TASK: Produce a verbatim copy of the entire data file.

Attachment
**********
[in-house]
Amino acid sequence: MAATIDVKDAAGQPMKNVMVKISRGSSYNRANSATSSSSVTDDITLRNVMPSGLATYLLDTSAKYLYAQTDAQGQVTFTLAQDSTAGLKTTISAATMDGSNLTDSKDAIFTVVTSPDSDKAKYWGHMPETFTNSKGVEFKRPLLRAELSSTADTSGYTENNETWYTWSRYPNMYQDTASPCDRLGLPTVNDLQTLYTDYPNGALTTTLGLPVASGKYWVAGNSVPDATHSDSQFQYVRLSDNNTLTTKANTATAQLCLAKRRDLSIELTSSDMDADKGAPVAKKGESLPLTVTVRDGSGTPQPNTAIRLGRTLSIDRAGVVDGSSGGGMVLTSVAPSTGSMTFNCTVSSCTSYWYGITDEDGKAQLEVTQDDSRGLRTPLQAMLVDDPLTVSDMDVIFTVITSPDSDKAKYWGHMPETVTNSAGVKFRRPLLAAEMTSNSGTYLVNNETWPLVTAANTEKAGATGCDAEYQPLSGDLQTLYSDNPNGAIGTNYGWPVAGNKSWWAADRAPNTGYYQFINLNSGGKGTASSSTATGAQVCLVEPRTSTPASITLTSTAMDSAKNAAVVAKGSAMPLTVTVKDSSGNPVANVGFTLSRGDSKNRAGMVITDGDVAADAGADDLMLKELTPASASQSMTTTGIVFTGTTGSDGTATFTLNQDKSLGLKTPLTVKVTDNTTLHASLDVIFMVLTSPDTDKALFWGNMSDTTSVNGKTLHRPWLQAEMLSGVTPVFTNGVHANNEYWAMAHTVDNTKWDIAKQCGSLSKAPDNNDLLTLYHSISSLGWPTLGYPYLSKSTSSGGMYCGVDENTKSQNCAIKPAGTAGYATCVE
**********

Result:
[in-house]
Amino acid sequence: MAATIDVKDAAGQPMKNVMVKISRGSSYNRANSATSSSSVTDDITLRNVMPSGLATYLLDTSAKYLYAQTDAQGQVTFTLAQDSTAGLKTTISAATMDGSNLTDSKDAIFTVVTSPDSDKAKYWGHMPETFTNSKGVEFKRPLLRAELSSTADTSGYTENNETWYTWSRYPNMYQDTASPCDRLGLPTVNDLQTLYTDYPNGALTTTLGLPVASGKYWVAGNSVPDATHSDSQFQYVRLSDNNTLTTKANTATAQLCLAKRRDLSIELTSSDMDADKGAPVAKKGESLPLTVTVRDGSGTPQPNTAIRLGRTLSIDRAGVVDGSSGGGMVLTSVAPSTGSMTFNCTVSSCTSYWYGITDEDGKAQLEVTQDDSRGLRTPLQAMLVDDPLTVSDMDVIFTVITSPDSDKAKYWGHMPETVTNSAGVKFRRPLLAAEMTSNSGTYLVNNETWPLVTAANTEKAGATGCDAEYQPLSGDLQTLYSDNPNGAIGTNYGWPVAGNKSWWAADRAPNTGYYQFINLNSGGKGTASSSTATGAQVCLVEPRTSTPASITLTSTAMDSAKNAAVVAKGSAMPLTVTVKDSSGNPVANVGFTLSRGDSKNRAGMVITDGDVAADAGADDLMLKELTPASASQSMTTTGIVFTGTTGSDGTATFTLNQDKSLGLKTPLTVKVTDNTTLHASLDVIFMVLTSPDTDKALFWGNMSDTTSVNGKTLHRPWLQAEMLSGVTPVFTNGVHANNEYWAMAHTVDNTKWDIAKQCGSLSKAPDNNDLLTLYHSISSLGWPTLGYPYLSKSTSSGGMYCGVDENTKSQNCAIKPAGTAGYATCVE